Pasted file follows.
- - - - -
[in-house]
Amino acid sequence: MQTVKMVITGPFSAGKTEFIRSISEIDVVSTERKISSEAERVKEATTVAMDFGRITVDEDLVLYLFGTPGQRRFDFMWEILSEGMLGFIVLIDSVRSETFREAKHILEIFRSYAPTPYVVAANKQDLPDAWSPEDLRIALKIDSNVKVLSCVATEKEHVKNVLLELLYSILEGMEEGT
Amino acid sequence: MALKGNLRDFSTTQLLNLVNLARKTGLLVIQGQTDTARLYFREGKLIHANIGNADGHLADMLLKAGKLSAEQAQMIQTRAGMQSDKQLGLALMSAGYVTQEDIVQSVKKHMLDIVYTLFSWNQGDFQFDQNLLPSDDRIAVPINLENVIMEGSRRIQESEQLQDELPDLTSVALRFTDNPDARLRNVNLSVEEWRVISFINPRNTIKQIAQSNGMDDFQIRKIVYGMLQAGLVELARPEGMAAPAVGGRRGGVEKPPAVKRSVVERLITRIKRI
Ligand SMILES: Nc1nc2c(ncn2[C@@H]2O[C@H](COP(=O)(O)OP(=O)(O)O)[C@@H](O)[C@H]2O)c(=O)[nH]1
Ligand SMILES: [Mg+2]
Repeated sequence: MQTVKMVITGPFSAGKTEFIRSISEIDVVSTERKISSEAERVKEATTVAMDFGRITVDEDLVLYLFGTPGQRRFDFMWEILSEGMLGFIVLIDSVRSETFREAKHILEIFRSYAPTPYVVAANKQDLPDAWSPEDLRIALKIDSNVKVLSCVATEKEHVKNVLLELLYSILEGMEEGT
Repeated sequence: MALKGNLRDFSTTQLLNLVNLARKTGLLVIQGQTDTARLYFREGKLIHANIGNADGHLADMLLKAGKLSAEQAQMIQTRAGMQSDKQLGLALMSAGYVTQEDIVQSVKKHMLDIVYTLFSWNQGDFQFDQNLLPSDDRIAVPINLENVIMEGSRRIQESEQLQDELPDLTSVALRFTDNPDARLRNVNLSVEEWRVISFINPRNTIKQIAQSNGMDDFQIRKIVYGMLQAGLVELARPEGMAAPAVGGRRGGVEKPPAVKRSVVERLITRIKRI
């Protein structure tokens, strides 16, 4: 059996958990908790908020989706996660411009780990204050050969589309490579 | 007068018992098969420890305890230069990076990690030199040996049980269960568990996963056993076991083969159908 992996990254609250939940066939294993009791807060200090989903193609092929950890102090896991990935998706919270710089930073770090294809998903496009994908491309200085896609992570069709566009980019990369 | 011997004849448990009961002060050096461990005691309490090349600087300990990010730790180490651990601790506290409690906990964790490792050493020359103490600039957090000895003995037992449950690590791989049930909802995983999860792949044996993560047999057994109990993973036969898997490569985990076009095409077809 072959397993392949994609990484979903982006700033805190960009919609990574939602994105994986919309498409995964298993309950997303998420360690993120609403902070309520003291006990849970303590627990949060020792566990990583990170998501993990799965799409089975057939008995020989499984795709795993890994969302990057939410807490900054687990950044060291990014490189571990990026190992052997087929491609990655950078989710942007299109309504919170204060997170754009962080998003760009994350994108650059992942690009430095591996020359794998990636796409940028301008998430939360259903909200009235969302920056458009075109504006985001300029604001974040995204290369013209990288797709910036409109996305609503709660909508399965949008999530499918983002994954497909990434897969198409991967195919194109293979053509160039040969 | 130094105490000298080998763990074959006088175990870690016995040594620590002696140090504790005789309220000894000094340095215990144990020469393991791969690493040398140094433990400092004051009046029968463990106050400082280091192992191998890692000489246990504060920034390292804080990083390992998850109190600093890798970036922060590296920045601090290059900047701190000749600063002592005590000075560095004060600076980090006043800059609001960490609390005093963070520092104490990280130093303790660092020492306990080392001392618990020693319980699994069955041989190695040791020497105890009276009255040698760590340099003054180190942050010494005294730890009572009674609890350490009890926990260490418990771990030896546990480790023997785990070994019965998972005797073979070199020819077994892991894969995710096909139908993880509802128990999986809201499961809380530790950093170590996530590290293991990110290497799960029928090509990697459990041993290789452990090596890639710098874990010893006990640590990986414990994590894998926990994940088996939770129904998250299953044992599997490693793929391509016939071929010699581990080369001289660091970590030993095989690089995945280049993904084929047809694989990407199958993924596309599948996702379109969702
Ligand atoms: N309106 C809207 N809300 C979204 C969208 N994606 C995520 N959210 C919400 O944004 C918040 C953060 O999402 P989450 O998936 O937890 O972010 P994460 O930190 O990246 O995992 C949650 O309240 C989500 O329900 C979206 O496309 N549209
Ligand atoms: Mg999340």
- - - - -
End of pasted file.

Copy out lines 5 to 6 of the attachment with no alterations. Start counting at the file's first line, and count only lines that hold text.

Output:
Ligand SMILES: [Mg+2]
Repeated sequence: MQTVKMVITGPFSAGKTEFIRSISEIDVVSTERKISSEAERVKEATTVAMDFGRITVDEDLVLYLFGTPGQRRFDFMWEILSEGMLGFIVLIDSVRSETFREAKHILEIFRSYAPTPYVVAANKQDLPDAWSPEDLRIALKIDSNVKVLSCVATEKEHVKNVLLELLYSILEGMEEGT